Financial Times writers Colby Smith and Stephanie Stacey reported yesterday that, "The dollar hit a three-month low on Tuesday and US Treasury yields slid as investors grew increasingly confident that…
Last week, a report from the USDA’s Foreign Agricultural Service (FAS) post in Beijing (“China: Oilseeds and Products Update“) stated that, “Soybean imports are forecast at 101 million metric tons (MMT) in marketing year (MY) 21/22, up 3 MMT from the previous year. The increase is based on growing soybean meal feed use, lower soybean production, and limited imports of rapeseed.
Soybean imports for MY20/21 are estimated at 98 MMT, a slight fall from the previous year that is mainly due to decreased pork and poultry profitability.
“Soybean production for MY21/22 is forecast 0.6 MMT lower than MY 20/21 as farmers switched soybean acreage to corn in response to high corn prices in MY20/21.”
Meanwhile, Reuters writers Hallie Gu and Shivani Singh reported earlier this week that, “China’s soybean imports fell in August from the same month a year ago, customs data showed on Tuesday, as low crushing margins and high international bean prices weighed on demand.
“China, the world’s top buyer of soybean, brought in 9.49 million tonnes of the oilseed in August, slightly down from 9.6 million a year ago, data from the General Administration of Customs showed.”
Note that on Wednesday, USDA’s Foreign Agricultural Service (FAS) indicated that, “Private exporters reported to the U.S. Department of Agriculture export sales of 106,000 metric tons of soybeans for delivery to China during the 2021/2022 marketing year.”
And on Thursday, FAS stated that, “Private exporters reported to the U.S. Department of Agriculture export sales of 132,000 metric tons of soybeans for delivery to China during the 2021/2022 marketing year.”
Despite a noticeable uptick in US #soybean sales to China over recent weeks, cumulative 2021/22 commitments were still down y/y as at 12 Aug, reflecting softer Chinese demand amid heavy local supplies and a marked fall in hog sector margins. pic.twitter.com/emFlpvWNrK— International Grains Council (@IGCgrains) September 1, 2021
Asia’s grain and oilseed buyers are set to face shipping delays of at least one month after Hurricane Ida damaged key export terminals around the U.S. Gulf Coast, two traders and one miller said.
“The slowdown in supplies is likely to stoke food inflation fears for price-sensitive consumers in Asia, where many importers have already drawn down crop inventories after having been forced to curb purchases amid volatile crop prices and COVID-related supply disruptions this year.”
On Tuesday, Bloomberg writer Kim Chipman reported that, “A key measure of U.S. soybean shipments plunged to a seven-year low after Hurricane Ida blasted through the country’s busiest agriculture port, snarling trade just as harvesting is about to ramp up.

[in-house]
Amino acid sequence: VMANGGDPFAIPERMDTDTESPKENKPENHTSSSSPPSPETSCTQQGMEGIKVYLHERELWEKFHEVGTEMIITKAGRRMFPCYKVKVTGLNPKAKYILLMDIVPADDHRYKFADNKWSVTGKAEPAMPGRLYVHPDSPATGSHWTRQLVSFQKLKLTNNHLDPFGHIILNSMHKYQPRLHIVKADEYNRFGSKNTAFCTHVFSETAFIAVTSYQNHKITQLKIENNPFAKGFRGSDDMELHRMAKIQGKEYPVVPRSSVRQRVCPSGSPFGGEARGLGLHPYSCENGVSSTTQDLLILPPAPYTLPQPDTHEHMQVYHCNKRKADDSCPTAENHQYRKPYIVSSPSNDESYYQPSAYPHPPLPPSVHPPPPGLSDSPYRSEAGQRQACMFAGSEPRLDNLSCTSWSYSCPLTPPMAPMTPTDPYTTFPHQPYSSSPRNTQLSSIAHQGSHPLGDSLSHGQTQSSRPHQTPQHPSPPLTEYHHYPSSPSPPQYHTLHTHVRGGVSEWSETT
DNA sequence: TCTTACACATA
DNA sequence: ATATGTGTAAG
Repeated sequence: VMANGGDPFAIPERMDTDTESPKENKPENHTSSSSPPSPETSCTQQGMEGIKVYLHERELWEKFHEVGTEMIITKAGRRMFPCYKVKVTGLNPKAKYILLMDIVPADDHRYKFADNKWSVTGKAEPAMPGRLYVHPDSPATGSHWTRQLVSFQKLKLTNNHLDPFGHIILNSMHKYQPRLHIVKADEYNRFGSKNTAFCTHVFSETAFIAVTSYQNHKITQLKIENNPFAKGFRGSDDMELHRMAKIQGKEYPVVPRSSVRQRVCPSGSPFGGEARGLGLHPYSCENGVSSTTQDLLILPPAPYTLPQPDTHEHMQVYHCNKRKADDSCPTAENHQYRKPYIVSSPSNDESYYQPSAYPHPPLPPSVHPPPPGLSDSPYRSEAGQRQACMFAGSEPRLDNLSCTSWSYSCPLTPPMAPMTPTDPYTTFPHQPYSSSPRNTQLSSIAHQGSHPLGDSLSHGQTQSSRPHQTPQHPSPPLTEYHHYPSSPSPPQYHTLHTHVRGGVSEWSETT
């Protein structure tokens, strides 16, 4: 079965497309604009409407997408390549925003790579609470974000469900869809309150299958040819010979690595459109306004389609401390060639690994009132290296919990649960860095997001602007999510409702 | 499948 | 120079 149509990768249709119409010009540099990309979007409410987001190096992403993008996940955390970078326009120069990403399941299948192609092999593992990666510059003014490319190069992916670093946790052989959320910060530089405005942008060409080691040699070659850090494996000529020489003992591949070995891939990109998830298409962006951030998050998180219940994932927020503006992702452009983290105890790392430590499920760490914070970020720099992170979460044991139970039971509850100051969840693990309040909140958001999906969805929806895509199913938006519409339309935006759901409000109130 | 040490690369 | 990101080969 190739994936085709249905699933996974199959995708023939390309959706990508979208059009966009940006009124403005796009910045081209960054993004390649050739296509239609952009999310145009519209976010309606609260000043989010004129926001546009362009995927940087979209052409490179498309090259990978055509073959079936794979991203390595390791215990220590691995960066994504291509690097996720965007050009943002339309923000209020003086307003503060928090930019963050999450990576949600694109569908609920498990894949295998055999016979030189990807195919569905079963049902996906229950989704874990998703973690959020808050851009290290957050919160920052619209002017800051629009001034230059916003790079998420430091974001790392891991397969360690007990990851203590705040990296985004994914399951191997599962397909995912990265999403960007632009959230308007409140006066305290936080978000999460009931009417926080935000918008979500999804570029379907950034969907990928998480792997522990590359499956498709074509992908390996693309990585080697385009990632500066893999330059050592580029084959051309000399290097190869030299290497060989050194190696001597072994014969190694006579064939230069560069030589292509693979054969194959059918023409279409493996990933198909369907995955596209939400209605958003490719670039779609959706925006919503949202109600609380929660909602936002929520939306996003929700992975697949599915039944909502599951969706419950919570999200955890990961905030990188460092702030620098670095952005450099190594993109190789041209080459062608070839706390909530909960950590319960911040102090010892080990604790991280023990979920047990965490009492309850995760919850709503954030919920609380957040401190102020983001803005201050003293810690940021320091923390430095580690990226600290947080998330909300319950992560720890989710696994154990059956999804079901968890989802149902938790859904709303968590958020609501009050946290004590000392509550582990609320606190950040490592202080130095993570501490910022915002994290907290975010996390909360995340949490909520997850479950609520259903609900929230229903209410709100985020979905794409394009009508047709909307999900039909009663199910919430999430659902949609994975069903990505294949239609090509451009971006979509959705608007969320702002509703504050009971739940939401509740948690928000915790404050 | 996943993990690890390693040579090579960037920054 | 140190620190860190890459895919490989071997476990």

“Inspections of the crop for export, a critical step in the shipping process that is a proxy for how much is getting sent abroad, tumbled 96% last week to 68,000 metric tons. No activity was reported out of the storm-wrecked Gulf of Mexico, the major departure point for grain shipments loaded along the Mississippi River that snakes through Midwestern farming regions.”
The Bloomberg article noted that, “There also weren’t soybean cargoes moved out of the Pacific Northwest last week, inspections data show. That region could see an up-tick in activity if shipments from the Gulf remain jammed. U.S. Agriculture Secretary Tom Vilsack on Monday said he doesn’t expect significant export disruptions from the storm.”
"Port Damage from #Ida Not Likely to Cause Long-Term Export Reduction," https://t.co/Mm9btIkPoL (MP3- 1 minute). @USDA Radio.— Farm Policy (@FarmPolicy) September 8, 2021
* Remarks from @SecVilsack and USDA Outlook Board Chairman Mark Jekanowski. pic.twitter.com/0IuxynoeaB
Also this week, Reuters writers Karl Plume and P.J. Huffstutter reported that, “Grain exports from U.S. Gulf Coast terminals in southern Louisiana remained severely limited on Tuesday, even after the U.S. Coast Guard reopened the lower Mississippi River to shipping traffic over the weekend.
“A large terminal near Baton Rouge owned by Louis Dreyfus Co has resumed loading export vessels. But lingering power outages kept most of about a dozen other terminals in the area shuttered, more than a week after Hurricane Ida roared through the busiest U.S. export outlet for grains.”
Storm damage to the main U.S. crop export hub has left Asian crop importers bracing for shipment delays. Not all ports were as badly damaged as this one in Port Fourchon, but extensive problems at key crop loading sites have been reported. (https://t.co/cqEsQEFSb0 ) pic.twitter.com/uI5bOwdpWm— Gavin Maguire (@GavinJMaguire) September 8, 2021
For major Asian soybean importers, the timing of the outages at export terminals is particularly worrisome, as normally they import more than half of all their US soybeans between now and the end of the year. pic.twitter.com/Onn7Y54maq— Gavin Maguire (@GavinJMaguire) September 8, 2021
The Reuters article added that, “Archer-Daniels-Midland Co, which operates four export elevators in Louisiana, and Bunge Ltd, which has an export terminal and a soy processing plant there, said on Tuesday their facilities remain without power. Terminals owned by Cargill Inc and CHS Inc sustained some damage and also are waiting for power to be restored.”
Associated Press writers Kevin McGill and Melinda Deslatte reported this week that, “Hundreds of thousands of homes and businesses in Louisiana, most of them outside New Orleans, still didn’t have power Tuesday and more than half the gas stations in two major cities were without fuel nine days after Hurricane Ida slammed into the state, splintering homes and toppling electric lines.”